Image courtesy of Anthony Timothy
I’ve headed back out to the Big Top Tent, friends.
The call of the theatre is just too strong for me to deny, I fear, as I once more arrived at Theatr Clwyd in sunny North Wales to partake in yet another fabulous play inside their Roundabout pop-up tent.
This time around, my girlfriend and I were treated to a tale of friendship, betrayal, lives forever intertwined, and love untold; for this time around, I was treated to the wonderful Out of Love by Elinor Cook.
To be a girl and have/keep a friend must be hard, I imagine.
From my own experiences, the vast majority of women in my own life typically have maybe one or two “friends” they can depend on.
Odds-are, again in my experience on the subject, their best friends tend to be their partners.
I’m not sure why in every instance, and maybe it’s just in my close circle of loved ones, so I can’t say for certain that it is a universal truth; one that, if my knowledge is anything to go by, would mean there are billions of women around the world with no-one to call a friend outside of their partner.
This may sound like the world’s worst tangent, but I believe it ties back to the story of Out of Love incredibly well.
The story revolves around the lives of two girls, neighbours for a while, but best friends seemingly for life.
Lorna (played by Sally Messham) and Grace (played by Katie Elin-Salt) grew up together – something we see play out in parts throughout the play. They had a bond that went further than neighbours, further than girls of the same age, Hell, even further than being girls. They were friends.
Their lives were so interconnected that Lorna’s step-father warns Lorna over a number of times Grace comes over to the house – perhaps a little foreshadowing on his behalf?
As the pair grow and enter adolescence, they experience the wonders and horrors of a typical teenage life – sex, drugs, rock n’ roll, the loss of innocence, and trying to figure out your own place in the world.
Through a series of events that fit together like a jigsaw puzzle, Lorna – who throughout the play was seen as the more reckless youth with – manages to go to University.
Grace, whilst initially on the same path as Lorna, has to deal with the crippling loss of a teenage true love and goes to see him one more time. Unfortunately, she winds up getting pregnant mere days before the two friends were due to go to University together.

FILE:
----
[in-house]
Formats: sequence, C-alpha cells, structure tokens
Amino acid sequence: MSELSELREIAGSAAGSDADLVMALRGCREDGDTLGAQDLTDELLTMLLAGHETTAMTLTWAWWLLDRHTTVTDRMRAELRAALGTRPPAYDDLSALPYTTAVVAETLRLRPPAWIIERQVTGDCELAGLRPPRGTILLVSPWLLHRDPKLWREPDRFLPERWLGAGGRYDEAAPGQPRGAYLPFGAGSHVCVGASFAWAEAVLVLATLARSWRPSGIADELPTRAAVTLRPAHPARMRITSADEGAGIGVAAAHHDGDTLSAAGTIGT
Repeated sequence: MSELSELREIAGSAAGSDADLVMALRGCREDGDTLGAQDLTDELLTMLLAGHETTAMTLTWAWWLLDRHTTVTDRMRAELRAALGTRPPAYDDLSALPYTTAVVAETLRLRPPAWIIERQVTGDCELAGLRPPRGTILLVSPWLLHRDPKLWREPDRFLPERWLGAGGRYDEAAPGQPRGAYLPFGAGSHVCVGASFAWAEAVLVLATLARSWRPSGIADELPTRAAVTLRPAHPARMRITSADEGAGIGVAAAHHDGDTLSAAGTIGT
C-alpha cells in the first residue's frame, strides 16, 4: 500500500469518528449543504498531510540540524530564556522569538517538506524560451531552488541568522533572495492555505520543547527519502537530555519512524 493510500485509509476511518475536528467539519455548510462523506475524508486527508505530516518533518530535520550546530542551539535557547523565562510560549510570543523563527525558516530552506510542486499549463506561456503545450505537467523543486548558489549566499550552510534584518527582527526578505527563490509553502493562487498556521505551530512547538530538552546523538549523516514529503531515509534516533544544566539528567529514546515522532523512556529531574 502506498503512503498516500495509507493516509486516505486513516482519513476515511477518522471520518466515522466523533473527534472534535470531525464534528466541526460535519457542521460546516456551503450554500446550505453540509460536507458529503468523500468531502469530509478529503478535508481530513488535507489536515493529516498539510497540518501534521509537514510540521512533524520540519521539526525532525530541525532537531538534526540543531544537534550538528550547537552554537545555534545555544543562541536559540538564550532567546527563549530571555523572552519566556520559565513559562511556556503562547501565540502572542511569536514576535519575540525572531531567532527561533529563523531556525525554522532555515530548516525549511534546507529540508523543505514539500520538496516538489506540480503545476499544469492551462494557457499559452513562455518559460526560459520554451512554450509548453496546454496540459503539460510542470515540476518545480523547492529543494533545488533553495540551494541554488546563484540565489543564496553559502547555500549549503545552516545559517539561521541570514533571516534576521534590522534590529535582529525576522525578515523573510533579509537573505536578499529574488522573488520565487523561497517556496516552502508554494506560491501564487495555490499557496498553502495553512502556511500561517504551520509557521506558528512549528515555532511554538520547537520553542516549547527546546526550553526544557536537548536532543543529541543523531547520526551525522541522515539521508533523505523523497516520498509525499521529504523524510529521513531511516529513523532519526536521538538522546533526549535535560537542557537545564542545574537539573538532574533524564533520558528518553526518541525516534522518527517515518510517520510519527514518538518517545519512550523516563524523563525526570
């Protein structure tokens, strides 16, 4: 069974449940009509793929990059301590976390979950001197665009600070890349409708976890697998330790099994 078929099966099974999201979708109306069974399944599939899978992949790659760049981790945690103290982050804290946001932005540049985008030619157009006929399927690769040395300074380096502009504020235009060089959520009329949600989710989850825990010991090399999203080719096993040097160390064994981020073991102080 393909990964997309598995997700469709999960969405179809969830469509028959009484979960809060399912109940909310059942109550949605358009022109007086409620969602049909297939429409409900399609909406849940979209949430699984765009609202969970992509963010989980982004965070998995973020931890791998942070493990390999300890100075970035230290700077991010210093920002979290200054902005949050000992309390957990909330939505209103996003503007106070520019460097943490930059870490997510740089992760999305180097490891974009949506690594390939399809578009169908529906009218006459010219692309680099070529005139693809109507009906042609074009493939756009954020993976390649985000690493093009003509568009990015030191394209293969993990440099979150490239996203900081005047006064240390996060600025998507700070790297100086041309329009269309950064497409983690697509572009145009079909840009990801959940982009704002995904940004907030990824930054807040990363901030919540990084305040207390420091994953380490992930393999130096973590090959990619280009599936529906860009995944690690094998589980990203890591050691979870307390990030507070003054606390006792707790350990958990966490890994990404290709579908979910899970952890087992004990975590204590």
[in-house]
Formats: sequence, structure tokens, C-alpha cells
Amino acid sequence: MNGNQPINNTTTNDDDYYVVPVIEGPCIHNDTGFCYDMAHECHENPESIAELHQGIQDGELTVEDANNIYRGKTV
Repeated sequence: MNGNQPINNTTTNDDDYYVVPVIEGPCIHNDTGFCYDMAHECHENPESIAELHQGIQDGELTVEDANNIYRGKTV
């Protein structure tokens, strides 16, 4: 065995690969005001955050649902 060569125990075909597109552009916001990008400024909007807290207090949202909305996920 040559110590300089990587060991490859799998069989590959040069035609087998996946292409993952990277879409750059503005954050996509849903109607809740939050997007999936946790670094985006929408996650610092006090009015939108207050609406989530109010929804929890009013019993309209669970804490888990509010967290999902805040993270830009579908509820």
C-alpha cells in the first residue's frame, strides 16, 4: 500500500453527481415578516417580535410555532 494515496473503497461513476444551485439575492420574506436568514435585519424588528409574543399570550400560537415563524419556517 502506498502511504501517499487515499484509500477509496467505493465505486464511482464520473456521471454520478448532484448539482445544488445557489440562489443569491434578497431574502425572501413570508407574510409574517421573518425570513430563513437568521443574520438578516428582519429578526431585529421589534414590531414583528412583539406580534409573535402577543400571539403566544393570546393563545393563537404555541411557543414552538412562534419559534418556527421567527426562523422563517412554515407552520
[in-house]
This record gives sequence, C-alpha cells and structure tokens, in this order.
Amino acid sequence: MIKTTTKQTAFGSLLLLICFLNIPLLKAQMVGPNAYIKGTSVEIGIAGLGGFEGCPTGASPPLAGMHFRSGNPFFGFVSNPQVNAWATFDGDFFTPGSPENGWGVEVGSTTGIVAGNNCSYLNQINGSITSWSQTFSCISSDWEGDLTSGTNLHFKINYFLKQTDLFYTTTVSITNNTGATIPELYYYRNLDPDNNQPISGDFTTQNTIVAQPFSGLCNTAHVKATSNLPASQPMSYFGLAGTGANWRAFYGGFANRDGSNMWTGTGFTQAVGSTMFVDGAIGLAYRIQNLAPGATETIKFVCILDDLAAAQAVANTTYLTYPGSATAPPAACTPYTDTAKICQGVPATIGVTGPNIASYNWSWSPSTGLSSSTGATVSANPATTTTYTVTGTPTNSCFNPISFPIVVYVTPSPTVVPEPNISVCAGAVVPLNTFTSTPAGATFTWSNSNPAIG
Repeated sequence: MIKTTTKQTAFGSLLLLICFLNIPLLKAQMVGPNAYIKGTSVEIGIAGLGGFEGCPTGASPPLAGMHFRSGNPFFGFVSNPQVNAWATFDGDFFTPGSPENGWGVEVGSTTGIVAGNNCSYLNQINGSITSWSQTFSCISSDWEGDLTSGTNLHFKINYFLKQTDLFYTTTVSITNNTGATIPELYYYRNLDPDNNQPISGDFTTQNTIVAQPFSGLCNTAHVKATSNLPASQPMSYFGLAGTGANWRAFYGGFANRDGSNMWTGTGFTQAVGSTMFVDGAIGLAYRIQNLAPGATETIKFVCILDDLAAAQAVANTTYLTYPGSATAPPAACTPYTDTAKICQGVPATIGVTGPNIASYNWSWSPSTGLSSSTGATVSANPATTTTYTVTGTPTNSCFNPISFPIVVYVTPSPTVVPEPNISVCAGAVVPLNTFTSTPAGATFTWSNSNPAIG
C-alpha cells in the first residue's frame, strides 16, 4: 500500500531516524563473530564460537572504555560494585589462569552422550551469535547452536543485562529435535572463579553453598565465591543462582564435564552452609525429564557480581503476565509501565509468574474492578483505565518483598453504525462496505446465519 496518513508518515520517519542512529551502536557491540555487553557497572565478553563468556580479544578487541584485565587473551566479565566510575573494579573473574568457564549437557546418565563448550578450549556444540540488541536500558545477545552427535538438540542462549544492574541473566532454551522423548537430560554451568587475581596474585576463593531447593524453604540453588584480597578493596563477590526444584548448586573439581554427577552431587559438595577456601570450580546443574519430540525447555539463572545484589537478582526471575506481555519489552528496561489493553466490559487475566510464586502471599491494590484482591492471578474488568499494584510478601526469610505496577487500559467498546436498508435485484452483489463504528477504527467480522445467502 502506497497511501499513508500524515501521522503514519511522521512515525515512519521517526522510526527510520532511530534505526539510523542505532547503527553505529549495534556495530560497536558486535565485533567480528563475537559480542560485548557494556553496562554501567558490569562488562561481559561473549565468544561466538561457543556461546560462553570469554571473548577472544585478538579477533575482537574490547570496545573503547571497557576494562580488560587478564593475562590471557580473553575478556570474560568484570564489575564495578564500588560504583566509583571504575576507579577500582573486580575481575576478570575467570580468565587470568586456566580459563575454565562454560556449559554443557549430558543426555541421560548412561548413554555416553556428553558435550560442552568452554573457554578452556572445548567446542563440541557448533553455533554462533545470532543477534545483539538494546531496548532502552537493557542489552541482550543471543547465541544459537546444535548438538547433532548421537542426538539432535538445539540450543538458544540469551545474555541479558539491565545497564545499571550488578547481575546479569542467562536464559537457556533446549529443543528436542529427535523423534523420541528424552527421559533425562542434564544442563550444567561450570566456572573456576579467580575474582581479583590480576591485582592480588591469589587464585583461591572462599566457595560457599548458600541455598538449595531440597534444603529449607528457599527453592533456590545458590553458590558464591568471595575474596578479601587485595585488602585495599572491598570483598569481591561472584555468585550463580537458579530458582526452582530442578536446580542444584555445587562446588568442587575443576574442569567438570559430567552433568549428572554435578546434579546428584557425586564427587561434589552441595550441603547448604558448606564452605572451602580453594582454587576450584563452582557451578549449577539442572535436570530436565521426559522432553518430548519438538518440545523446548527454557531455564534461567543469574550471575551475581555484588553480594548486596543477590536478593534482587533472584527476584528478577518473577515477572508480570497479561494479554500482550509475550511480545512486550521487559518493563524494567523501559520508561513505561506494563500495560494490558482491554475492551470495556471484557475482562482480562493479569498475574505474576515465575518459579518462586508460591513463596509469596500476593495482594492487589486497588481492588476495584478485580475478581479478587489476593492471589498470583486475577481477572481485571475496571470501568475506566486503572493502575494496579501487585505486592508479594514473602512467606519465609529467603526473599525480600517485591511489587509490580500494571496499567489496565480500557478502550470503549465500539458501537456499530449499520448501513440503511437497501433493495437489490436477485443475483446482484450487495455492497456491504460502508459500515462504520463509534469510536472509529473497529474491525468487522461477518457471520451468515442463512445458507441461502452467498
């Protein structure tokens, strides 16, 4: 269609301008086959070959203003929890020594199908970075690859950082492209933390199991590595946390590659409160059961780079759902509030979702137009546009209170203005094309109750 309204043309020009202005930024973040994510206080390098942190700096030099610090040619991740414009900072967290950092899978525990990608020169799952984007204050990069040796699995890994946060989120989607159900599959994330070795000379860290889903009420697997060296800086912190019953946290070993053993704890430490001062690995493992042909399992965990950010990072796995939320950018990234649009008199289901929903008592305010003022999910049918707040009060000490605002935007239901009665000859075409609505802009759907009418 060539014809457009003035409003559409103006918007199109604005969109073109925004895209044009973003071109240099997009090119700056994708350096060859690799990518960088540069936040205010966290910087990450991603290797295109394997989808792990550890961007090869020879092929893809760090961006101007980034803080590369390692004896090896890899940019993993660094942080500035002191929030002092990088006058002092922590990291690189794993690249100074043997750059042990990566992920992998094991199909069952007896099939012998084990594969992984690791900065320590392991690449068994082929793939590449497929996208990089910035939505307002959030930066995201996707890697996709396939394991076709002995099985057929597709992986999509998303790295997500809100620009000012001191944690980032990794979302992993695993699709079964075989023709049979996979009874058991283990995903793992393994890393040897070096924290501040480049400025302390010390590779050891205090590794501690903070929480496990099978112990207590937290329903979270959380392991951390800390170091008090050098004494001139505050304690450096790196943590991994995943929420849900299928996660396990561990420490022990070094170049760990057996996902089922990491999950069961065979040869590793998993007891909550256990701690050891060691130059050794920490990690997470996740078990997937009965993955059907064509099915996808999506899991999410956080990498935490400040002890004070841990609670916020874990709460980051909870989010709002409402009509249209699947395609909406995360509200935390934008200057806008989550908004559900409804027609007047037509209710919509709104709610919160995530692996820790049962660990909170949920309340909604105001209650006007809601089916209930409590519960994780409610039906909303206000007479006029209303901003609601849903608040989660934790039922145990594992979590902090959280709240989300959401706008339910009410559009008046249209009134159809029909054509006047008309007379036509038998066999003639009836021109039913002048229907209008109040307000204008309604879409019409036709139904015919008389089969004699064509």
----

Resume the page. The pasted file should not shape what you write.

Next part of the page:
So, from a relationship where both individuals did next to everything together, to a stark future that sees one going onwards to bettering herself, and another fear she has thrown her life away and slips into what she always saw herself as being; worthless.
The play is powerful and emotional, with one scene in particular nearly bringing myself to tears (I don’t really cry unless there’s a really good reason to, but some of the topics discussed in this scene hit home for me).
That tangent I went on earlier, about women and their friends? I just realised I’ve not really addressed why it links to the story of Out of Love.
Whilst my experience on the subject has meant that some women may have one close friend in their childhood, for instance, but then, as they age, the pair part ways.
In Out of Love, whilst Lorna and Grace go their separate ways, they find themselves time and again, almost like it’s their destiny to be together, despite what life may throw at them.
Image courtesy of Anthony Timothy. From left to right; Katie Elin-Salt, Sally Messham, Hasan Dixon, and director James Grieve.
The trio of Katie Elin-Salt, Sally Messham, and Hasan Dixon work wonders together – though anyone who watched Black Mountain and How to be a Kid would already know this.
In the bare stage of the Roundabout’s inner circle, it is up to us, the audience, to create the scenery and props, with Katie, Sally, and Hasan working their magic to coincide with our sets.
Paines Plough, Orange Tree Theatre, and Theatr Clwyd proudly present their world premiere rendition of Elinor Cook’s Out of Love, directed by James Grieve.
For more information on the production, including how to buy tickets, you can visit Theatr Clwyd’s website. Tickets cost £15 (or £13 concession), though I must warn you, there is only one more performance to be held in Theatr Clwyd before the team roll out to Edinburgh on the 4th August.
So, needless to say, act fast friends.